Bo’ Rai Cho wound up as playable DLC in Mortal Kombat X. Technically, his “arcade mode” story/bio takes place before the events of the MKX’s story proper. Bo’ is concerned that Shinnok might revive, and is looking for Raiden. That’s a good plan! Unfortunately for Bo’, though, his presence in story mode picks up after he has found Raiden, helps for like ten seconds, and is then mortally wounded by Shinnok. Bo’s current status is unknown, but it’s generally assumed he’s death-farting on the pile of corpses that is labeled “Raiden’s allies”.

And, yes, of all the fighters introduced in Mortal Kombat 5,6, and 7, only Kenshi, Frost, and Bo’ Rai Cho ever make another playable appearance. Though we do get one extra Deadly Alliance story cameo in Mortal Kombat X. Let’s look at Li Mei.

Look away!
(Face modeling was not easy on the PS2)

As far as conception goes, Li Mei is Bo’ Rai Cho’s polar opposite. It seems she was designed to present well (a conventionally attractive woman that looks fit and prepared to fight), but her story positions her as a novice in the world of martial arts (which is the only thing that matters in the Mortal Kombat universe). Unfortunately, unlike Bo’ Rai Cho, her designers forgot to hang any sort of hook on that setup, and Li Mei’s special moves (and general moves, for that matter) are wholly forgettable. She comes from the hazy “fireball and a jump kick” school that saw so much success for Johnny Cage and Liu Kang, but, as a random “support” kharacter (and not one of the towering heroes of the piece), that just isn’t going to cut it. Without a flaming skull or the ability to puke on command, Li Mei almost instantly fades into the halls of forgotten Mortal Kombat fighters.

Li Mei at least has a moderately interesting origin concept: she’s supposed to be your average Outworlder. After a series of games where it seemed like the only residents of Outworld were sword-mutants, lizards, and filthy wizards, Li Mei was introduced as simply your average Outworld villager. And, as you might expect, that’s a pretty crappy situation to be in. Li Mei and her entire village was enslaved at the start of Deadly Alliance, but, knowing exactly how prisons work, Li Mei knocked the tar out of Kano on her first day. This drew the attention of Quan Chi, who decided that Li Mei would gain her freedom if she won the loose tournament that was the Deadly Alliance epoch. She got a little training from Shujinko (we’ll get into that goober next game), and went on to do pretty well! She did so well, in fact, that Quan Chi and Shang Tsung decided to transfer her soul into a random immortal corpse for use in the Dragon King’s army. She was not happy with that outcome. And that, in the business world, is known as the Peter Principle.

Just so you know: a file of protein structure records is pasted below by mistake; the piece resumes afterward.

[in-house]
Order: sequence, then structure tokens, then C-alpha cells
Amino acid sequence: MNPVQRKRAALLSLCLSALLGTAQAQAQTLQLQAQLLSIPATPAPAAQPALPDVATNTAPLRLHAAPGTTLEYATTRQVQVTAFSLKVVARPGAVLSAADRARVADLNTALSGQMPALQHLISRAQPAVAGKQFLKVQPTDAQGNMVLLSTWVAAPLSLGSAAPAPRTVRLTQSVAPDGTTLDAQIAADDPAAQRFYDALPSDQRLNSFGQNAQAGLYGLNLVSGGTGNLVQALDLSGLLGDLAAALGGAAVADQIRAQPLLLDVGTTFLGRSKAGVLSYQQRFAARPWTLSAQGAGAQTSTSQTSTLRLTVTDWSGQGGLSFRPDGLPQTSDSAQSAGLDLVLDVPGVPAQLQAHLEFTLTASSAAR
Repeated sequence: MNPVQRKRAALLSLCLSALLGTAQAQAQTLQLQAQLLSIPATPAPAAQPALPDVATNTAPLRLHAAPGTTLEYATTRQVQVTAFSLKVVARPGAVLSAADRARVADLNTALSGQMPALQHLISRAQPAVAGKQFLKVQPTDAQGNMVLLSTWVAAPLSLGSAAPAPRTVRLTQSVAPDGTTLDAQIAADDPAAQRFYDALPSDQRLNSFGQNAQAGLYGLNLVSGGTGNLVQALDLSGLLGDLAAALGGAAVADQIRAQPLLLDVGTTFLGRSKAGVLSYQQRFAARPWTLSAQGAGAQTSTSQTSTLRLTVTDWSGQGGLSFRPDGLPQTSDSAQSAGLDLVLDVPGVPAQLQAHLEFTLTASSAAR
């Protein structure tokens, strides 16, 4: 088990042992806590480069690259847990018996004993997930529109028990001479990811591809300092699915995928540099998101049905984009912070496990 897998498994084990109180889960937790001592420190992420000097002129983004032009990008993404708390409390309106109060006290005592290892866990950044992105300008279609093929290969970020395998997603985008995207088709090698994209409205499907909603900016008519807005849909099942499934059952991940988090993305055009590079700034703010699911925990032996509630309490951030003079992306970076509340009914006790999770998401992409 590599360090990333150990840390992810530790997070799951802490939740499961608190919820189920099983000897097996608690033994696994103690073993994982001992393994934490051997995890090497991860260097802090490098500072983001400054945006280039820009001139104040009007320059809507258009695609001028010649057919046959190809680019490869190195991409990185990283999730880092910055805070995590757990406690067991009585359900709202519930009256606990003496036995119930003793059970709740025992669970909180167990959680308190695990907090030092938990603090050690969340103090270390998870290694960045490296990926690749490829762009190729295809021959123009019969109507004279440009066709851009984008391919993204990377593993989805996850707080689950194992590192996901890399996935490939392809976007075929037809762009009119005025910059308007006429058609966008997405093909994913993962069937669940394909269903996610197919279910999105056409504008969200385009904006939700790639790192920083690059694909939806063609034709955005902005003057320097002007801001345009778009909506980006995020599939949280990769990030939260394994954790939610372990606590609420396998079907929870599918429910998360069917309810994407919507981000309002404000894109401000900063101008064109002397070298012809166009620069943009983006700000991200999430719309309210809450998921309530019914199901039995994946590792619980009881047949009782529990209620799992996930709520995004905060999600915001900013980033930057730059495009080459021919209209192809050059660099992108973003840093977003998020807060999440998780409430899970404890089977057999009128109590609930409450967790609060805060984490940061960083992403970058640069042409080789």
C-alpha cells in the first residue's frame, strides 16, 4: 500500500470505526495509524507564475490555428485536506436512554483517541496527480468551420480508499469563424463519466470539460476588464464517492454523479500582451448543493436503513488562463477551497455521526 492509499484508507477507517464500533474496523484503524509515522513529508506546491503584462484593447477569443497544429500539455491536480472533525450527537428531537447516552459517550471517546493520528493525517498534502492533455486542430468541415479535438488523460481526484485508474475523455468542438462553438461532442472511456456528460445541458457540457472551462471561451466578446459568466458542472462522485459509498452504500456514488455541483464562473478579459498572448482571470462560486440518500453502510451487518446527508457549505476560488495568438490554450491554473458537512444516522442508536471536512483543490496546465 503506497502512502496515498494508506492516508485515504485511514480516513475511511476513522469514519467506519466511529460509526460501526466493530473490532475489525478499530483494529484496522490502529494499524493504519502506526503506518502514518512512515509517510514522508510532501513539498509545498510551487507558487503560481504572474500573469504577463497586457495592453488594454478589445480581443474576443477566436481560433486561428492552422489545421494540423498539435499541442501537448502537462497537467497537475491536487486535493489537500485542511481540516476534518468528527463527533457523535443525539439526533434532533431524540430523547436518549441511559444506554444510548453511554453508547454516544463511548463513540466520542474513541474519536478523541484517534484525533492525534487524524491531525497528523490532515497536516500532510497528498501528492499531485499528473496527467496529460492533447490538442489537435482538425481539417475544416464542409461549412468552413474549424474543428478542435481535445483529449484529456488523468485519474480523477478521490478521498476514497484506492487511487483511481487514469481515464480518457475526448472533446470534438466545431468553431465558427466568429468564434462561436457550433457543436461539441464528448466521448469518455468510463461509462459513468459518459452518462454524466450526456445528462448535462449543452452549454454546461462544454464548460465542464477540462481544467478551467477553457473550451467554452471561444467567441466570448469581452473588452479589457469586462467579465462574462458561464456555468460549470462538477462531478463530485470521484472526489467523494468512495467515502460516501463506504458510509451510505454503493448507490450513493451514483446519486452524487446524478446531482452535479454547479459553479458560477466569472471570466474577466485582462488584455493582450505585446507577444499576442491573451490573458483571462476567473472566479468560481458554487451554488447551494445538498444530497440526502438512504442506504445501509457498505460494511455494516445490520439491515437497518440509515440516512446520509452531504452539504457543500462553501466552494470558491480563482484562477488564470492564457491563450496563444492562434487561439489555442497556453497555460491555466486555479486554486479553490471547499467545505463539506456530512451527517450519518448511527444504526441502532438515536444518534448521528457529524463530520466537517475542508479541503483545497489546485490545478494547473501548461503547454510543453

Going down?

But Li Mei was rescued from her lethal promotion by Bo’ Rai Cho, because MK is not going to let a sexy lady model go to waste in a corpse Bo’ Rai Cho is a good guy. Li Mei’s soul is returned to her body, but it seems some of the dragon soldier taint came along with the transfer, so now Li Mei is less “naïve neophyte” and more “bloodthirsty revenge monster”. This didn’t change a thing about her boring special moves, but it did mean she traded in her old duds for some (sexy lady shaped) armor. And she got a sword! And her MK: Deception ending revealed that, had this version of Li Mei been allowed to flourish, she likely would have gone all-in on the whole “evil and serving the Dragon King” thing. That never happened, though, as Li Mei earned the dubious honor of being kanonically the first fighter to die at the start of MK: Armageddon. This was the event where literally everyone died, but, hey, good to have someone designated as first in line.

Li Mei does pop up in Mortal Kombat X, though. She’s not a fighter, but she does lead her village from Outworld to Earthrealm when a magically empowered Mileena threatens her people. Cool! And, in a weird dimensional echo, she once again jobs Kano, this time by ratting him out for being a weird, shifty dude with a robotic eye. This leads to the Special Forces capturing the fugitive Kano, so thanks, Li Mei, you didn’t even need a battle bikini to be useful in this rebooted universe. Cheers all around!

Still not great with faces

Of course, most people probably didn’t even recognize that Li Mei was supposed to be anybody when she made her little cameo, so she really only gets partial credit. Maybe if she had some more special moves that involved farts she’d have made the DLC cut.

Next time: Dragons of a different color.